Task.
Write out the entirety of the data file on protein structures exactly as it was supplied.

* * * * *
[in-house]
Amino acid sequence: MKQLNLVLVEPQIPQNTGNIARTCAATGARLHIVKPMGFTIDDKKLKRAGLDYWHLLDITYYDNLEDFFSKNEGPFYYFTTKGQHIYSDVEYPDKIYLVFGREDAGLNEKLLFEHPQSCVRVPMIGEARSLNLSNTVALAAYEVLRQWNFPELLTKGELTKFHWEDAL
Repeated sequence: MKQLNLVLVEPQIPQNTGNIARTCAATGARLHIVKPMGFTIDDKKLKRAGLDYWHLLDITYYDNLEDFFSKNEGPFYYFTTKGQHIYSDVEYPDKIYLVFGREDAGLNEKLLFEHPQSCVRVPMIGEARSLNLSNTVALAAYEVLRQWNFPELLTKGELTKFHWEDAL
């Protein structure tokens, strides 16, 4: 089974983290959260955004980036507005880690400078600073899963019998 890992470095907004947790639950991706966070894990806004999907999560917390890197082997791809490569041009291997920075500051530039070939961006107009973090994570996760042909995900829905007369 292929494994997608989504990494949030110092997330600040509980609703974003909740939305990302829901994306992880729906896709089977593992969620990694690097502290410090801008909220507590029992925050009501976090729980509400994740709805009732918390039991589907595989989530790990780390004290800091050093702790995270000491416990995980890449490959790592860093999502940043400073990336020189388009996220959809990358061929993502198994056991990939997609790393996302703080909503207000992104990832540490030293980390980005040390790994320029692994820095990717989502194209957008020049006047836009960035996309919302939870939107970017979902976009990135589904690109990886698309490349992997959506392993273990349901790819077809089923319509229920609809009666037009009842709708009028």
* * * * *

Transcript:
[in-house]
Amino acid sequence: MKQLNLVLVEPQIPQNTGNIARTCAATGARLHIVKPMGFTIDDKKLKRAGLDYWHLLDITYYDNLEDFFSKNEGPFYYFTTKGQHIYSDVEYPDKIYLVFGREDAGLNEKLLFEHPQSCVRVPMIGEARSLNLSNTVALAAYEVLRQWNFPELLTKGELTKFHWEDAL
Repeated sequence: MKQLNLVLVEPQIPQNTGNIARTCAATGARLHIVKPMGFTIDDKKLKRAGLDYWHLLDITYYDNLEDFFSKNEGPFYYFTTKGQHIYSDVEYPDKIYLVFGREDAGLNEKLLFEHPQSCVRVPMIGEARSLNLSNTVALAAYEVLRQWNFPELLTKGELTKFHWEDAL
């Protein structure tokens, strides 16, 4: 089974983290959260955004980036507005880690400078600073899963019998 890992470095907004947790639950991706966070894990806004999907999560917390890197082997791809490569041009291997920075500051530039070939961006107009973090994570996760042909995900829905007369 292929494994997608989504990494949030110092997330600040509980609703974003909740939305990302829901994306992880729906896709089977593992969620990694690097502290410090801008909220507590029992925050009501976090729980509400994740709805009732918390039991589907595989989530790990780390004290800091050093702790995270000491416990995980890449490959790592860093999502940043400073990336020189388009996220959809990358061929993502198994056991990939997609790393996302703080909503207000992104990832540490030293980390980005040390790994320029692994820095990717989502194209957008020049006047836009960035996309919302939870939107970017979902976009990135589904690109990886698309490349992997959506392993273990349901790819077809089923319509229920609809009666037009009842709708009028």